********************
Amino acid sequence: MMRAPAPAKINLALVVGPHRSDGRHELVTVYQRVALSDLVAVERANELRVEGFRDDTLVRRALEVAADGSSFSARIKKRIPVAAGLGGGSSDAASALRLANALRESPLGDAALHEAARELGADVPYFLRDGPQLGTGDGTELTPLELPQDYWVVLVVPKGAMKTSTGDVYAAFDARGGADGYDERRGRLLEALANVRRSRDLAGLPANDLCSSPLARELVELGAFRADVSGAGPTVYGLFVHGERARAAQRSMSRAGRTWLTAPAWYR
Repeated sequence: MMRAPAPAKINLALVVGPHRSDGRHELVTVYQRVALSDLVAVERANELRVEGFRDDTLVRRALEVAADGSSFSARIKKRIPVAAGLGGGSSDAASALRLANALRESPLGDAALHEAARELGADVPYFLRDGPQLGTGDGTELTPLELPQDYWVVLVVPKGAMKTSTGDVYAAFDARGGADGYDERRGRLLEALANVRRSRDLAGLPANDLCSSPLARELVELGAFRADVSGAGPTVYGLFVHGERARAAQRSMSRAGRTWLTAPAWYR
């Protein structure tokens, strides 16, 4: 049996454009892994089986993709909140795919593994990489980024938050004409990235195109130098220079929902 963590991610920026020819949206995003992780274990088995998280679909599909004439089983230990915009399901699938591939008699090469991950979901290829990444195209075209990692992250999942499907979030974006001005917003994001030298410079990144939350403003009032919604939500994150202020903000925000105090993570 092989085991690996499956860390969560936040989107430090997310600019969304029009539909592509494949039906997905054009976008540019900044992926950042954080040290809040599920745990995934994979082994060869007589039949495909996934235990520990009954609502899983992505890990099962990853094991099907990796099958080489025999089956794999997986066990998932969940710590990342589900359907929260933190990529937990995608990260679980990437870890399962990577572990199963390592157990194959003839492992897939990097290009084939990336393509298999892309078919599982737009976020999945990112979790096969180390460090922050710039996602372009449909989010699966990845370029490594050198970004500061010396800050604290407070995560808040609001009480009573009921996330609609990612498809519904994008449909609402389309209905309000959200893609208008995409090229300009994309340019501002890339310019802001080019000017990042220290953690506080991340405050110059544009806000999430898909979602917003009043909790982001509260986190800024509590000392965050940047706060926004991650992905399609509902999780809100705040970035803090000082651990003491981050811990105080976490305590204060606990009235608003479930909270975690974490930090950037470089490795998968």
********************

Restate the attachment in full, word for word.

Amino acid sequence: MMRAPAPAKINLALVVGPHRSDGRHELVTVYQRVALSDLVAVERANELRVEGFRDDTLVRRALEVAADGSSFSARIKKRIPVAAGLGGGSSDAASALRLANALRESPLGDAALHEAARELGADVPYFLRDGPQLGTGDGTELTPLELPQDYWVVLVVPKGAMKTSTGDVYAAFDARGGADGYDERRGRLLEALANVRRSRDLAGLPANDLCSSPLARELVELGAFRADVSGAGPTVYGLFVHGERARAAQRSMSRAGRTWLTAPAWYR
Repeated sequence: MMRAPAPAKINLALVVGPHRSDGRHELVTVYQRVALSDLVAVERANELRVEGFRDDTLVRRALEVAADGSSFSARIKKRIPVAAGLGGGSSDAASALRLANALRESPLGDAALHEAARELGADVPYFLRDGPQLGTGDGTELTPLELPQDYWVVLVVPKGAMKTSTGDVYAAFDARGGADGYDERRGRLLEALANVRRSRDLAGLPANDLCSSPLARELVELGAFRADVSGAGPTVYGLFVHGERARAAQRSMSRAGRTWLTAPAWYR
């Protein structure tokens, strides 16, 4: 049996454009892994089986993709909140795919593994990489980024938050004409990235195109130098220079929902 963590991610920026020819949206995003992780274990088995998280679909599909004439089983230990915009399901699938591939008699090469991950979901290829990444195209075209990692992250999942499907979030974006001005917003994001030298410079990144939350403003009032919604939500994150202020903000925000105090993570 092989085991690996499956860390969560936040989107430090997310600019969304029009539909592509494949039906997905054009976008540019900044992926950042954080040290809040599920745990995934994979082994060869007589039949495909996934235990520990009954609502899983992505890990099962990853094991099907990796099958080489025999089956794999997986066990998932969940710590990342589900359907929260933190990529937990995608990260679980990437870890399962990577572990199963390592157990194959003839492992897939990097290009084939990336393509298999892309078919599982737009976020999945990112979790096969180390460090922050710039996602372009449909989010699966990845370029490594050198970004500061010396800050604290407070995560808040609001009480009573009921996330609609990612498809519904994008449909609402389309209905309000959200893609208008995409090229300009994309340019501002890339310019802001080019000017990042220290953690506080991340405050110059544009806000999430898909979602917003009043909790982001509260986190800024509590000392965050940047706060926004991650992905399609509902999780809100705040970035803090000082651990003491981050811990105080976490305590204060606990009235608003479930909270975690974490930090950037470089490795998968």